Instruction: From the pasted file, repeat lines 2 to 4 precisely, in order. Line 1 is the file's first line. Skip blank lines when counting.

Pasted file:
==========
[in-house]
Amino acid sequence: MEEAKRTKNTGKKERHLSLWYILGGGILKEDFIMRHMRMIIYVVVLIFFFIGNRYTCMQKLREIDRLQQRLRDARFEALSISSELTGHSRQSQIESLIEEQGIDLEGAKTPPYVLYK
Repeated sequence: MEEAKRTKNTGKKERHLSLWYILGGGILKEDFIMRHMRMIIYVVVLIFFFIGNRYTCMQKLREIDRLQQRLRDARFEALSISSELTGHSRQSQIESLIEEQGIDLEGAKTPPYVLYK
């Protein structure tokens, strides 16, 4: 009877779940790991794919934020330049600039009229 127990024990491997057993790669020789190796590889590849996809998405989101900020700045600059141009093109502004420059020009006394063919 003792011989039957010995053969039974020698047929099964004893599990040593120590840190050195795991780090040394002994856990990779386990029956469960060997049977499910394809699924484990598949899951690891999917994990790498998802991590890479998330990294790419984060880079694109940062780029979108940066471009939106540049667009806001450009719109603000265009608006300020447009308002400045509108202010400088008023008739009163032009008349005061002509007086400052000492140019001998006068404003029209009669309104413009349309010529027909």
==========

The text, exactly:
Amino acid sequence: MEEAKRTKNTGKKERHLSLWYILGGGILKEDFIMRHMRMIIYVVVLIFFFIGNRYTCMQKLREIDRLQQRLRDARFEALSISSELTGHSRQSQIESLIEEQGIDLEGAKTPPYVLYK
Repeated sequence: MEEAKRTKNTGKKERHLSLWYILGGGILKEDFIMRHMRMIIYVVVLIFFFIGNRYTCMQKLREIDRLQQRLRDARFEALSISSELTGHSRQSQIESLIEEQGIDLEGAKTPPYVLYK
């Protein structure tokens, strides 16, 4: 009877779940790991794919934020330049600039009229 127990024990491997057993790669020789190796590889590849996809998405989101900020700045600059141009093109502004420059020009006394063919 003792011989039957010995053969039974020698047929099964004893599990040593120590840190050195795991780090040394002994856990990779386990029956469960060997049977499910394809699924484990598949899951690891999917994990790498998802991590890479998330990294790419984060880079694109940062780029979108940066471009939106540049667009806001450009719109603000265009608006300020447009308002400045509108202010400088008023008739009163032009008349005061002509007086400052000492140019001998006068404003029209009669309104413009349309010529027909």